Public health struggling to find dentists for Ontario Seniors Dental Care Plan

GUELPH 50ȻƵ While Wellington-Dufferin-Guelph Public Health (WDGPH) is ramping up its dental programs post-pandemic, it is struggling to find dentists to provide services for the Ontario Seniors Dental Care Plan (OSDCP).

WDGPH offers two dental programs 50ȻƵ Healthy Smiles for children and youth under 19 in low-income families, and OSDCP for low-income seniors over 65.

Healthy Smiles has three main components: dental screenings in schools, preventative services in clinics, and emergency and urgent care services for those children who qualify.

The ramp up to Healthy Smiles has been successful, with 14,545 children screened in the 2022-23 school year; 476 received services for urgent needs and 816 for non-urgent needs.

And WDGPH is bringing its fluoride varnish program back to 42 schools in the region.

This program will be offered to all junior and senior kindergarten students in those schools as well as Grade 1 and 2 in the highest risk schools.

50ȻƵWe would love to see fluoride in all schools,50ȻƵ said Rita Isley, director of community health, chief nursing officer and author of the Feb. 7 report to the board of health.

50ȻƵIt has significant benefits to the overall health of a child, especially for those who are struggling.50ȻƵ

50ȻƵIt50ȻƵs a very low-cost program,50ȻƵ said Medical Officer of Health Dr. Nicola Mercer, adding the program is currently funded by the municipalities and not the province.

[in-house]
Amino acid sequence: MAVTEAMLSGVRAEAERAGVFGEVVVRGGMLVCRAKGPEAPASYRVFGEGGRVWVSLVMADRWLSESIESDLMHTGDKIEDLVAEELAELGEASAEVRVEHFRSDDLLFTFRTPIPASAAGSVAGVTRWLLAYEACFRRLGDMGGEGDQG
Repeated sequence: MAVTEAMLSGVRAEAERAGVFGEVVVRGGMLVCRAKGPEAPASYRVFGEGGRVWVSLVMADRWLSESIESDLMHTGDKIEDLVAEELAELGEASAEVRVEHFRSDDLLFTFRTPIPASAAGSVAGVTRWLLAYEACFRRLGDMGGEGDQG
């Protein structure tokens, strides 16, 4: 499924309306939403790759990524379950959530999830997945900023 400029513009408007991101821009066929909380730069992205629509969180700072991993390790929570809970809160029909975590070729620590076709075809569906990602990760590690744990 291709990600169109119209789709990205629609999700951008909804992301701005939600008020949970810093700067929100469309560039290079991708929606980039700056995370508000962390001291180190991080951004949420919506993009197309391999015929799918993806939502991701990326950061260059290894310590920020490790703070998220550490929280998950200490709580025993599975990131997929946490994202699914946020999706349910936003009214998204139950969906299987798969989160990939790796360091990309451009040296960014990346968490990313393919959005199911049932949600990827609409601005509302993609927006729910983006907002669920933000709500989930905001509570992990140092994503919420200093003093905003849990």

But they both expressed concerns about the seniors50ȻƵ dental plan.

The income threshold for the seniors50ȻƵ dental program is $22,000 per year for a single, or $37,100 for a couple.

Many seniors find they are disqualified from the program if they receive a one-time government rebate or benefit that ups their income and knocks them out of eligibility.

Some 25 to 30% of local seniors in the program were disqualified in the 2022-23 year, according to the report.

50ȻƵWe want to eliminate that,50ȻƵ Mercer said. 50ȻƵThese benefits should not push them over the income threshold.50ȻƵ

50ȻƵWe50ȻƵre asking that those types of rebates are eliminated from the calculation,50ȻƵ Isley added.

The second problem 50ȻƵ perhaps the biggest one 50ȻƵ is that public health is having a hard time finding private-practice dentists to provide the services.

Currently, 13 dental service providers and only one oral surgeon are in the program for all of Guelph, Wellington and Dufferin.

50ȻƵSeniors with complex medical histories and/or those with some degree of urgency are prioritized for referrals to the oral surgeon,50ȻƵ states the report.

“The oral surgeon has capacity to accept only one client every six months.”

The reason is fee codes, which don50ȻƵt even cover the cost of the procedure for the dentist performing it.

50ȻƵThe fee codes 50ȻƵ are well below the rates a dentist would charge,50ȻƵ Mercer said.

50ȻƵThis is becoming a significant barrier 50ȻƵ it50ȻƵs a difficult sell, asking the dentist to subsidize the program.50ȻƵ

Isley noted a dentist would charge about $4,000 for a tooth extraction and crown, while the OSDCP pays about $800 for the same procedure.

And the fee codes haven50ȻƵt been adjusted since 2016.

50ȻƵThat50ȻƵs the variance,50ȻƵ Isley said. 50ȻƵThey are losing money and paying out of pocket.50ȻƵ

50ȻƵThis situation is not just unsustainable but ethically questionable,50ȻƵ Isley writes in the report.

50ȻƵAccess to appropriate dental providers is essential for the program and the clients.50ȻƵ

The recommendations that will be sent to the ministry, with the board50ȻƵs approval, are that:

  • fee code rates for dental providers in the OSDCP be reviewed;
  • government rebates be removed from income calculations for the OSDCP program; and
  • the fluoride varnish program be introduced in all publicly funded schools.